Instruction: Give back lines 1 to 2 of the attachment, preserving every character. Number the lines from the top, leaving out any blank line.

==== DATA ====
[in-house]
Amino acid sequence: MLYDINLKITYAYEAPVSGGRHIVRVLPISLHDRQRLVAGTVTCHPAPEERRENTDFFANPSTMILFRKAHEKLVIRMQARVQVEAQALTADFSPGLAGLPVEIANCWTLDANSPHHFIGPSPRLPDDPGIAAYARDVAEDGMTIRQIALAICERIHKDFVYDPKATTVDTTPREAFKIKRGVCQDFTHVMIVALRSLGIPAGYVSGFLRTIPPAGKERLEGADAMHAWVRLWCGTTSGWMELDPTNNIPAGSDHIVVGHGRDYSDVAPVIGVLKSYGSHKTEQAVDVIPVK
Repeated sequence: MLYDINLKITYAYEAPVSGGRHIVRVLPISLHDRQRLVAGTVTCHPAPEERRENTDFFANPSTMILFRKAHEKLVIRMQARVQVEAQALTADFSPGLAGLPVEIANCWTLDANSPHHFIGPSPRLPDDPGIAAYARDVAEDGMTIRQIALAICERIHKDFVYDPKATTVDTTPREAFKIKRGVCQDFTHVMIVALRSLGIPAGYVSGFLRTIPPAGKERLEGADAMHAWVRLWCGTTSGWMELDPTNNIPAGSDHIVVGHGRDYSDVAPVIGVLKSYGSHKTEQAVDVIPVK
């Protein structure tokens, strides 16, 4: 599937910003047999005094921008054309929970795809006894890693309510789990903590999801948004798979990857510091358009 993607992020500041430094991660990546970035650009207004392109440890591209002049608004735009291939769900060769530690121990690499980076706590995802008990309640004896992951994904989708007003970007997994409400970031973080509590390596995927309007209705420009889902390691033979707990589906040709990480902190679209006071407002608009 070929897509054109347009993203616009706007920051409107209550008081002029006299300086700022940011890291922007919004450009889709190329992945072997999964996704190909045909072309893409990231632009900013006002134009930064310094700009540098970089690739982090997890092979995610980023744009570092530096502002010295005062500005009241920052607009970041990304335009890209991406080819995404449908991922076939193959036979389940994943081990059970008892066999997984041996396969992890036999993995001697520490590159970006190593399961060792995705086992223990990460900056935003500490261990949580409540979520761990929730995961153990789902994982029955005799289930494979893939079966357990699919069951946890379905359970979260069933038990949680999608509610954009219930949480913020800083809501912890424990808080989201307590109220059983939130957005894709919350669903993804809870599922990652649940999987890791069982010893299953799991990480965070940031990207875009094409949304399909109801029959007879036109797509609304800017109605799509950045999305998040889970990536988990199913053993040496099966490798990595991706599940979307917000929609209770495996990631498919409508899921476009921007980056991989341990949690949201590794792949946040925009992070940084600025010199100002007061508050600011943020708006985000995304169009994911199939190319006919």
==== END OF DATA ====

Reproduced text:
[in-house]
Amino acid sequence: MLYDINLKITYAYEAPVSGGRHIVRVLPISLHDRQRLVAGTVTCHPAPEERRENTDFFANPSTMILFRKAHEKLVIRMQARVQVEAQALTADFSPGLAGLPVEIANCWTLDANSPHHFIGPSPRLPDDPGIAAYARDVAEDGMTIRQIALAICERIHKDFVYDPKATTVDTTPREAFKIKRGVCQDFTHVMIVALRSLGIPAGYVSGFLRTIPPAGKERLEGADAMHAWVRLWCGTTSGWMELDPTNNIPAGSDHIVVGHGRDYSDVAPVIGVLKSYGSHKTEQAVDVIPVK